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Do you remember three-part paper interlibrary loan (ILL) forms? How about high-speed microfilm readers, used for viewing hundreds of spools of microfilm that contained images of catalog cards? If you can recall either one, then you know how much technology has had an impact on resource sharing over the past 30 years, And if you never saw these artifacts, that's okay--there is plenty more technology-powered change ahead.
Thirty years ago most resource sharing took place between libraries, with a few formal organizations (library consortia) providing logistical support. Today there are hundreds, perhaps thousands, of organizations around the world facilitating resource sharing. That's the other major change: the ongoing transformation of the organizational structure of resource sharing.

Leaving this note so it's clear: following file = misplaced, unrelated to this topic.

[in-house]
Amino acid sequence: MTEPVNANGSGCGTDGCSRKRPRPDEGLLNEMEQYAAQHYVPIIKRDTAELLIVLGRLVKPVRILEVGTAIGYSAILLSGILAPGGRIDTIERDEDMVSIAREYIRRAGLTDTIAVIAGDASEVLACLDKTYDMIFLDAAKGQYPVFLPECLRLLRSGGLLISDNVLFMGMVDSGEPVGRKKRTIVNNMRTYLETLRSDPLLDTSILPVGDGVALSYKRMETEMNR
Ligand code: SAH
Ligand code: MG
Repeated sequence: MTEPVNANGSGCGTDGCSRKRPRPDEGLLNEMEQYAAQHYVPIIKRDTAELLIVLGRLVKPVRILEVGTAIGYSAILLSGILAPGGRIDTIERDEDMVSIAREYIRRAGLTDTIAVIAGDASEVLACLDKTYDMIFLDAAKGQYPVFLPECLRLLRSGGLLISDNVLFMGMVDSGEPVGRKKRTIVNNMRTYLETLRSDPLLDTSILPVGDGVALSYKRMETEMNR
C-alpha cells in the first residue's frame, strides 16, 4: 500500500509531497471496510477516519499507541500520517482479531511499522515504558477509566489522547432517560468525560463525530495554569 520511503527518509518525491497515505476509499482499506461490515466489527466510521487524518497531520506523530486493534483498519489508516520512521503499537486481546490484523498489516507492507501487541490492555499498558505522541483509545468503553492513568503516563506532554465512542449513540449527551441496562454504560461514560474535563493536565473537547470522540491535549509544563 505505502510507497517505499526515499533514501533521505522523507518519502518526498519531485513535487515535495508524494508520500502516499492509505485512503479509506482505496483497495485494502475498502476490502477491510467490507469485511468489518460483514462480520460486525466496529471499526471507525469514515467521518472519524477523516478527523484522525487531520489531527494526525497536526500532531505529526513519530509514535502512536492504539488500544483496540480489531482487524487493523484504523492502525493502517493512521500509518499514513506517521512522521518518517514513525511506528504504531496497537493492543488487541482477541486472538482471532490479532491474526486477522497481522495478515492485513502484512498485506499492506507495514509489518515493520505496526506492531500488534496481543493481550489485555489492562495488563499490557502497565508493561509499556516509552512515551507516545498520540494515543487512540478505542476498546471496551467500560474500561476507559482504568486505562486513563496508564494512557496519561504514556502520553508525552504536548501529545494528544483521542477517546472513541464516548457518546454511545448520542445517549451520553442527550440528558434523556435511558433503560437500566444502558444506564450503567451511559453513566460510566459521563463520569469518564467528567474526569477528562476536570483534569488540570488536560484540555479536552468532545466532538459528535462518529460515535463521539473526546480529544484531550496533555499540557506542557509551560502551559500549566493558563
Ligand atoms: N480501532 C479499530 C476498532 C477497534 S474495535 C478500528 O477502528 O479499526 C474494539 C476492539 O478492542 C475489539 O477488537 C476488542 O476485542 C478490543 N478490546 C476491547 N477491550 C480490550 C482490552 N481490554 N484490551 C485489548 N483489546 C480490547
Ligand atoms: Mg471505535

Automation has greatly accelerated the growth of resource sharing. As access to resources improved, and the ability to request materials was streamlined, resource-sharing activity skyrocketed. For example, while reference transactions, circulation, and in-house use among Association of Research Libraries (ARL) members declined significantly between 1991 and 2003, resource sharing increased dramatically. Circulation dropped by seven percent, reference transactions declined by 29 percent, and in-house use of materials went down by 49 percent, but interlibrary borrowing increased by a whopping 113 percent.
OCLC, with thousands of members, has logged 128 million ILL …